Syng Cell Alpha Speaker Review: Is $1,800 the Price of Audio Perfection?

The box on my front porch was heavier than I expected. As I began to open it, I immediately noticed every detail of the packaging was carefully considered—perforated, easy to separate, tape and all. After a few bits of assembly, I plugged this foreign object into power. Then, the Syng Cell Alpha speaker produced a couple of audible sounds, indicating it was ready for something. Those few, brief pulsing sounds were the moment I knew I was about to be blown away by what this unique orb was housing inside its clear exterior.

Syng Cell Alpha Speaker
The Cell Alpha speaker comes with a tabletop stand and starts at $1,799. TYLER HAYES

Those sonar-like sounds were working together with integrated microphones to map my room and orient it in its new space. After I connected the Syng mobile app, I was ready to play my first song using either AirPlay or Spotify Connect. I put on "Summertime Magic" by Childish Gambino and, 18 seconds in, I experienced disbelief with the room-filling bass produced by this compact, basketball-size speaker.

Over the last eight years, I've had the opportunity to listen to audio on possibly hundreds of different products—from earbuds and headphones to all kinds of speakers. Some are much better than others, but I've never texted friends and told them they should come over to listen to a speaker. I did just that this time.

Why is Syng Cell Alpha So Special?

Syng says the Cell Alpha speaker is the world's first triphonic speaker. That term encompasses software and hardware advancements, but practically speaking it means the speaker is firing audio in three directions around its sphere shape. It has forced-balanced subwoofers on the top and bottom that produce low frequencies you can feel, not just hear. The goal here, according to the company, is to blur the lines between artist and listener and transform the human relationship with sound.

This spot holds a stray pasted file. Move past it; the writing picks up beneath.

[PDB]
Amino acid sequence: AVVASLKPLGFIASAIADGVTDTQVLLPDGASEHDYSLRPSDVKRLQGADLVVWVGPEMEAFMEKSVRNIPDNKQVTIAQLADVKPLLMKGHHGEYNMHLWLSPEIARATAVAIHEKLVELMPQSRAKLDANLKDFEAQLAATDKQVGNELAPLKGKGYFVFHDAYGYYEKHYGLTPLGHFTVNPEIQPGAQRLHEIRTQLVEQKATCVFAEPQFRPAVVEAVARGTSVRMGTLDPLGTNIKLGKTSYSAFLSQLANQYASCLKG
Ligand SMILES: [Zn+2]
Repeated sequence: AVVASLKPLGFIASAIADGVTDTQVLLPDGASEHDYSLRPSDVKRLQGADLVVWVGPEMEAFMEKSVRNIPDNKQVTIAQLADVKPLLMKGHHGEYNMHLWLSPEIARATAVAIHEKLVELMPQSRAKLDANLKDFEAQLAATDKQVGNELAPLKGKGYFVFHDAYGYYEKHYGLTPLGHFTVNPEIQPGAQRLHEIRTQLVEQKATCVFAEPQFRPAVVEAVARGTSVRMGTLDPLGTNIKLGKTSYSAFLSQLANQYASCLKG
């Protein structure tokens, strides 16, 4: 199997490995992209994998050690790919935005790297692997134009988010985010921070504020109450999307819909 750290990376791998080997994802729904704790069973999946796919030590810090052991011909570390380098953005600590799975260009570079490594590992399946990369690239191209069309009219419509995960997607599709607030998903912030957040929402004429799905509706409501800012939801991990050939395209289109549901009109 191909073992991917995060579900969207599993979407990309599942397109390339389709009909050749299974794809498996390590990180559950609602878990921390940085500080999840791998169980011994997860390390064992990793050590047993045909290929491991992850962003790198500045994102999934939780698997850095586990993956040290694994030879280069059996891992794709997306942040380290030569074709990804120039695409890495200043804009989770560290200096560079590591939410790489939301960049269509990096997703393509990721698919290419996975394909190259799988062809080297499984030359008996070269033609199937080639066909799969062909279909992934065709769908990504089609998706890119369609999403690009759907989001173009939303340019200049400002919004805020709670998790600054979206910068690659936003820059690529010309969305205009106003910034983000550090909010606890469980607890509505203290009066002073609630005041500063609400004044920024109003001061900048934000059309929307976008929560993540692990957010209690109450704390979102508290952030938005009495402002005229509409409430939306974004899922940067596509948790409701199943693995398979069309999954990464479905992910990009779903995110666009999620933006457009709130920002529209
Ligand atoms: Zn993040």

Spoiler alert: It's safe to start flying the "Mission accomplished!" banner here. I was hearing instruments like never before. Specifically, the instruments' materials like the drum's wood were more obvious than ever before. Instead of just hearing the drums, the sound was vivid enough to conjure up visual images of how the drums were configured in the recording space and maybe even the type of wood it was made out of. Previously, only the best-trained ears might be able to glean this level of detail, whereas the Cell Alpha opened the window into the recording room bigger than ever before. I did feel closer to the artist listening on the speaker. It didn't take long before I was hearing which songs were poorly mixed and which had professionals behind the boards.

Syng Cell Alpha Speaker
The clear exterior helps the basketball-size speaker blend into its surroundings. TYLER HAYES